Ask the experts: What the interest rate rise means

Ask the experts: What the interest rate rise means


Posted 2nd Nov 2017

Confused about what the rise in interest actually means? Don't panic, because the Your Home team has debunked the jardon and is here to help.

Following the first increase in the Bank of England’s base rate in over 10 years, we’ve teamed up with MoneySuperMarket’s expert Sally Francis to put together some exclusive guidance for all our readers who might be affected.

 

You may ask, how will the interest rate affect me?

The simple answer is through your mortgage.

Though credit cards and loans will also be affected, the people most affected will be homeowners. In particular, those with variable mortgages will probably experience higher monthly repayments, so here are MoneySuperMarket’s top tips to keep the bills down:

 

1. Cheaper mortgage

If you’re on a variable rate mortgage, you can switch to a cheaper deal. However, be careful of any hidden fees and charges that may be incurred. Work out whether the different rate is really going to save you money once the charges have been added.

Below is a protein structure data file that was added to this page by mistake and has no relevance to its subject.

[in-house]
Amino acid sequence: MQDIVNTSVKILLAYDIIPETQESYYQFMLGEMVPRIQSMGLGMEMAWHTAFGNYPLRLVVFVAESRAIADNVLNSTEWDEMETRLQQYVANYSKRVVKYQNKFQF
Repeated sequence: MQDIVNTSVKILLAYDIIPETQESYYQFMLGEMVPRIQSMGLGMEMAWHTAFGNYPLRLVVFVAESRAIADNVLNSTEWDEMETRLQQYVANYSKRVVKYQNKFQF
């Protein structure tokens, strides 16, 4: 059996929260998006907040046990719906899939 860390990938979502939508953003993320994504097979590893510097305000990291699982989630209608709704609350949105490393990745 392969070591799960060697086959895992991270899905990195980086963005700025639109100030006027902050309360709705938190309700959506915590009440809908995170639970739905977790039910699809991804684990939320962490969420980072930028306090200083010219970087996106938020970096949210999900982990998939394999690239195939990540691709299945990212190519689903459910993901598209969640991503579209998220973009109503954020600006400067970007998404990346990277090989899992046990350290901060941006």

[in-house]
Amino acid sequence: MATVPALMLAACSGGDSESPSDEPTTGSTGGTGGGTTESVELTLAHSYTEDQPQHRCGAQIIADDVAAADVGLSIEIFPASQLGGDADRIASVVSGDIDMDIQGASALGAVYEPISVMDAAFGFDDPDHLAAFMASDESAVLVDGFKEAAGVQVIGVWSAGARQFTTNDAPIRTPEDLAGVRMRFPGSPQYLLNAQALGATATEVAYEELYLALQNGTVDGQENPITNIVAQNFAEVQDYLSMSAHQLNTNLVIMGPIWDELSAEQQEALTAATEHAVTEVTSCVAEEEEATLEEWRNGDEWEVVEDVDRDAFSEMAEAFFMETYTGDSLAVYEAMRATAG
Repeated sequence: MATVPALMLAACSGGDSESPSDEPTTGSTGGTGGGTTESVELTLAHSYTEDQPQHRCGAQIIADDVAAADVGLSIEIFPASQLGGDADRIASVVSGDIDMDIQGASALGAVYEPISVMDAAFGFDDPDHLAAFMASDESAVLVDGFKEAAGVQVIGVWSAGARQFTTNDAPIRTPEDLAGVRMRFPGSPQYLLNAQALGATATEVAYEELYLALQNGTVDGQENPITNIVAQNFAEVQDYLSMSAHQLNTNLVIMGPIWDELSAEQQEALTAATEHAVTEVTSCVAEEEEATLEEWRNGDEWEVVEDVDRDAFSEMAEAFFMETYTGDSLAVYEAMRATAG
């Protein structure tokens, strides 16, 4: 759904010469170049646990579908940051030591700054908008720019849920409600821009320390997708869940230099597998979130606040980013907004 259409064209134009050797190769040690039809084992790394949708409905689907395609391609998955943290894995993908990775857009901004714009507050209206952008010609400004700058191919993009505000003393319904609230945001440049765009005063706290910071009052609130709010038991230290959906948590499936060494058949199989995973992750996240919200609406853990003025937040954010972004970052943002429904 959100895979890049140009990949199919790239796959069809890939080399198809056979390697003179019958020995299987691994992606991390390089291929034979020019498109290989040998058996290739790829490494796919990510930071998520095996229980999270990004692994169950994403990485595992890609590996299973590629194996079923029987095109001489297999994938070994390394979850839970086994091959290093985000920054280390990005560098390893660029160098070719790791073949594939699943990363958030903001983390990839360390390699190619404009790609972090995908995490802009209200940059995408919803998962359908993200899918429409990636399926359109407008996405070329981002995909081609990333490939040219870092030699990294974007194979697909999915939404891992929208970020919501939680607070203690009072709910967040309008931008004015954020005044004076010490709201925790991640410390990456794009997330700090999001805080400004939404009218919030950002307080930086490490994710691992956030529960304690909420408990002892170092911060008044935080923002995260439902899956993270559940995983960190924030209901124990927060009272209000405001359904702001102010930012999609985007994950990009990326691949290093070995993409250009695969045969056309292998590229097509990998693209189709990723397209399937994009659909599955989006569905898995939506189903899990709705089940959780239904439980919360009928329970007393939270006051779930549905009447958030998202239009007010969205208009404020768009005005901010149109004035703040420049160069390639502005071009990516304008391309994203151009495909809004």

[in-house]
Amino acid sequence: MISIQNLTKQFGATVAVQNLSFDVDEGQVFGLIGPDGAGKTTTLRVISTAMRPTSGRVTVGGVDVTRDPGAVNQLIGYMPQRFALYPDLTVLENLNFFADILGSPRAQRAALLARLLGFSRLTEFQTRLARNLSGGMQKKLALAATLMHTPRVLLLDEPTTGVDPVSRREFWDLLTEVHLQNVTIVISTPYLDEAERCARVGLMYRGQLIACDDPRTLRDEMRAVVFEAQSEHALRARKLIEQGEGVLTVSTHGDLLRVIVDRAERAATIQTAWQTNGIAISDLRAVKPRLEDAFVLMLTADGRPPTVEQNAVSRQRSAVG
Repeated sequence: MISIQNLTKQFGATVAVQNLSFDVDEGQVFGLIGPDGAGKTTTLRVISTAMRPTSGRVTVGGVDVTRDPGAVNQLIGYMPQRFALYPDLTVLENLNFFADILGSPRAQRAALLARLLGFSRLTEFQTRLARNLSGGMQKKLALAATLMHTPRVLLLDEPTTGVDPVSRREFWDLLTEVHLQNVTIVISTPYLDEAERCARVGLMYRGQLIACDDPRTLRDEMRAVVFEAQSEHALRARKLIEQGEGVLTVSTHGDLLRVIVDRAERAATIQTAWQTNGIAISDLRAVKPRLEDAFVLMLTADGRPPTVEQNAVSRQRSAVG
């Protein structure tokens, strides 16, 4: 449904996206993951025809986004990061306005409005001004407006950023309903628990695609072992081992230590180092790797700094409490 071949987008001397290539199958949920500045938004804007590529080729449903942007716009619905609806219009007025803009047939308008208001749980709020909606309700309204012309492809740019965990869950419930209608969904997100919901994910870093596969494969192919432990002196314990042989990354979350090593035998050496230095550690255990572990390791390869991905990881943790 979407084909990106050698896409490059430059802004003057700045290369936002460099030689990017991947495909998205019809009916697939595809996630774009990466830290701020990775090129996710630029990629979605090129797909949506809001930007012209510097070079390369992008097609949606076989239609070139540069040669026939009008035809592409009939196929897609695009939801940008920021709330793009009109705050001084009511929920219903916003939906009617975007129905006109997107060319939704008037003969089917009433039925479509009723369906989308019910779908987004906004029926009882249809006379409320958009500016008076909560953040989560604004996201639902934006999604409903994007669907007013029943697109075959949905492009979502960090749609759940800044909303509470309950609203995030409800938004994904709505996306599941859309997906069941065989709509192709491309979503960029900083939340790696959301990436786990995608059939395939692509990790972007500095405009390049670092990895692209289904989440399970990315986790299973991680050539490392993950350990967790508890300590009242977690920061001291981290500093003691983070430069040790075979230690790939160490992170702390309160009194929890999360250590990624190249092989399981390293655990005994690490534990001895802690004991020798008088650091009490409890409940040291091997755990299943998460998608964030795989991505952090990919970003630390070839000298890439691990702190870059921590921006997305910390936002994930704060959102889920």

2. Offset option

Ask your lender about ‘offsetting’ your mortgage. This is where your savings and current account are stacked up against what you owe, and you’re only charged interest on the balance. Mortgage = £200,000 - £15,000 of savings = You pay interest on £185,000.

3. Switch energy

If you’ve never switched provider or haven’t done so for several years, you’re probably on a standard variable rate tariff. Switching to a fixed rate deal could save you hundreds of pounds a year. Head to a comparison site, such as moneysupermarket.co.uk, to see how much you could save.

4. Don’t auto renew

Car and home insurers love it when you renew with them. But instead of rewarding your loyalty they often punish you with a price hike. So be a new customer every year and get the best deal in the market. Don’t be afraid to call up your supplier and haggle on the phone, too. The deals are out there, sometimes all you have to do is ask!

5. Max your bank account

Been with the same bank for years? There’s a new breed of current account that pays interest or gives rewards for certain types of spending. Plus, you might get a £100+ cash incentive to switch!

 

To find out more information, head to Moneysupermarket.co.uk.






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